6. Photos and videos
We will store all mould running videos for you for 1 year. We will send you photos and videos to check or reference the mold run.
7. Service and communication
From the technical exchange in the early stage of the project to the real-time follow-up in the production stage of the project, and then to the after-sale technical support of the product, SWY MOULD will always keep close contact with you.
More plating tips for plastic injection molded parts
There are many, many plating tips and secrets of the trade that one learns throughout the years. You may have heard some of these, but the following are a few key pointers to keep in mind. They could save you a lot of time and aggravation down the road.
Avoid using chrome when molding with polyvinylchloride (PVC). Chloride is a component used to strip the chrome off of steel; therefore the chrome will slowly dissolve due to the gases emitted from the chloride in the PVC. There is an old school of thought that chrome is better than a nickel. Don’t believe it in this case.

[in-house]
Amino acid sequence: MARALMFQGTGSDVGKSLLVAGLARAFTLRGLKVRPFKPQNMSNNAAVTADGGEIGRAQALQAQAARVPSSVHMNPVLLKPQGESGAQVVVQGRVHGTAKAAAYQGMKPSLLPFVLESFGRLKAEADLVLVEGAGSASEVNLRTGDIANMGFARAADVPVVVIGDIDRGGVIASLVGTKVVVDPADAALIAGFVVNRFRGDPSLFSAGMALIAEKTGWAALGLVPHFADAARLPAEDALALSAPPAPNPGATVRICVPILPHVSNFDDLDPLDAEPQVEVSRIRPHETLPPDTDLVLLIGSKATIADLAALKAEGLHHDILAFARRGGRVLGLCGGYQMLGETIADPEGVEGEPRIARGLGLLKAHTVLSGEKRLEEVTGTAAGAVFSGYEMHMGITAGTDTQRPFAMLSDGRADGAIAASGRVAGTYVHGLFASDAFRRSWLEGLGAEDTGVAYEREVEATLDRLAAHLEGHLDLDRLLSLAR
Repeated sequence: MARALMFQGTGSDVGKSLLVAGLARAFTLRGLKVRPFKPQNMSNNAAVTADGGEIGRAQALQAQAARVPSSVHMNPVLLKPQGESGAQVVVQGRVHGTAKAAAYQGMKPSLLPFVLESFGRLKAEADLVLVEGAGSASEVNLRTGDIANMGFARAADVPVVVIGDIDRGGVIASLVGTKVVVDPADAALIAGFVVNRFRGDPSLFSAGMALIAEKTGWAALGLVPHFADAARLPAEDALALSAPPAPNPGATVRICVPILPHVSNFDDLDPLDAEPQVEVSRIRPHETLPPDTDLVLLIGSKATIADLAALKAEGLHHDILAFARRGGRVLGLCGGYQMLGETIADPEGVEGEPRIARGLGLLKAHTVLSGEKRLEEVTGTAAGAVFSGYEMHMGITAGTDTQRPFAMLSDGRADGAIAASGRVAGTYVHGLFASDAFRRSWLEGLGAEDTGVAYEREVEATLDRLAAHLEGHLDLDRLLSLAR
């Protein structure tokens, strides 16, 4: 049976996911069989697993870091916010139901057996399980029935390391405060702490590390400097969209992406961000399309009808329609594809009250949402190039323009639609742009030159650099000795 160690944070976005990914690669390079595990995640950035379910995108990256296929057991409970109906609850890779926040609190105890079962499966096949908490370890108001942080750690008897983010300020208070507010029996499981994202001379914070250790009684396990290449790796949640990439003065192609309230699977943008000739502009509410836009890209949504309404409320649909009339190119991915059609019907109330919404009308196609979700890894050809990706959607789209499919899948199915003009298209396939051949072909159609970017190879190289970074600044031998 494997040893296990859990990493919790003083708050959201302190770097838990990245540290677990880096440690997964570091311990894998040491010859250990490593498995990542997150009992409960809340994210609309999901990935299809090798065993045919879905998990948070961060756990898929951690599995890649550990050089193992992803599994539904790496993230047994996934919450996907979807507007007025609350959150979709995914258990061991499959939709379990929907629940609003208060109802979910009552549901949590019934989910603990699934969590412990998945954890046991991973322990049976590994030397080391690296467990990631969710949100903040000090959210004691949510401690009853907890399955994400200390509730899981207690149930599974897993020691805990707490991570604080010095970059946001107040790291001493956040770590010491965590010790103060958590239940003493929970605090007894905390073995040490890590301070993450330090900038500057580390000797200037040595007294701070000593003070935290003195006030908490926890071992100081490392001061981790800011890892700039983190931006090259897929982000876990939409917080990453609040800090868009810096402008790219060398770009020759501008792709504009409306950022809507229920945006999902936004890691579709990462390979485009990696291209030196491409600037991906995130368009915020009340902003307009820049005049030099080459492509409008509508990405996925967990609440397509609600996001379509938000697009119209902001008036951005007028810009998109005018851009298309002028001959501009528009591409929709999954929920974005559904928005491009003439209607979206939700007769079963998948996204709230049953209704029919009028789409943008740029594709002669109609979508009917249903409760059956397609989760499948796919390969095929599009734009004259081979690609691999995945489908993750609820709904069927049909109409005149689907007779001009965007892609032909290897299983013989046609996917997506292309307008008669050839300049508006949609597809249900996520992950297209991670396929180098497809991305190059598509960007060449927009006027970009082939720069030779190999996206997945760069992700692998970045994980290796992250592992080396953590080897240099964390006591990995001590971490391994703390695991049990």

Polytetrafluoroethylene, or PTFE, breaks down at 550xF. If you are using a molding application requiring mold temperatures that exceed this level, avoid PTFE and go with nickel or chrome. The PTFE, though useful for release, will break down and shut you down. It is not a bad idea to occasionally use different combinations of plating. Depending on what kind of performance you require from your mold, consider having more than one plating material for optimum efficiency. For example, if you require abrasion and corrosion protection, a base layer of electroless nickel (for corrosion) and a top layer of hard chrome (for abrasion) are recommended. The two work together very well.